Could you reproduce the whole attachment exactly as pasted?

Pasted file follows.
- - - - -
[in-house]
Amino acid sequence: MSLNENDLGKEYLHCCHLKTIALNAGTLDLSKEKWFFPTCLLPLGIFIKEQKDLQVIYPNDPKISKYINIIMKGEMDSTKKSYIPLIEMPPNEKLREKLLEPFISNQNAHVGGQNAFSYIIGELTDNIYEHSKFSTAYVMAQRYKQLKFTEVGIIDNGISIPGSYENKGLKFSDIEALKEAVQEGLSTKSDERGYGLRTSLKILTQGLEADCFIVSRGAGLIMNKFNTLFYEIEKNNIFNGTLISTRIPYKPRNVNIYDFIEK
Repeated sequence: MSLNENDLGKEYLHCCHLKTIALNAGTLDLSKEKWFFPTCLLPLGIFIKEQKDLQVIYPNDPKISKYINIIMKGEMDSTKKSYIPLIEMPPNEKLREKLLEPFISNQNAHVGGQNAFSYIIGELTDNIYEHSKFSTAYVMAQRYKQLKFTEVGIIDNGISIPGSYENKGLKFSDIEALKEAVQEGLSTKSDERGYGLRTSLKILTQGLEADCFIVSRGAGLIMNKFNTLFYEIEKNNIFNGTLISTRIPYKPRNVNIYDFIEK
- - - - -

[in-house]
Amino acid sequence: MSLNENDLGKEYLHCCHLKTIALNAGTLDLSKEKWFFPTCLLPLGIFIKEQKDLQVIYPNDPKISKYINIIMKGEMDSTKKSYIPLIEMPPNEKLREKLLEPFISNQNAHVGGQNAFSYIIGELTDNIYEHSKFSTAYVMAQRYKQLKFTEVGIIDNGISIPGSYENKGLKFSDIEALKEAVQEGLSTKSDERGYGLRTSLKILTQGLEADCFIVSRGAGLIMNKFNTLFYEIEKNNIFNGTLISTRIPYKPRNVNIYDFIEK
Repeated sequence: MSLNENDLGKEYLHCCHLKTIALNAGTLDLSKEKWFFPTCLLPLGIFIKEQKDLQVIYPNDPKISKYINIIMKGEMDSTKKSYIPLIEMPPNEKLREKLLEPFISNQNAHVGGQNAFSYIIGELTDNIYEHSKFSTAYVMAQRYKQLKFTEVGIIDNGISIPGSYENKGLKFSDIEALKEAVQEGLSTKSDERGYGLRTSLKILTQGLEADCFIVSRGAGLIMNKFNTLFYEIEKNNIFNGTLISTRIPYKPRNVNIYDFIEK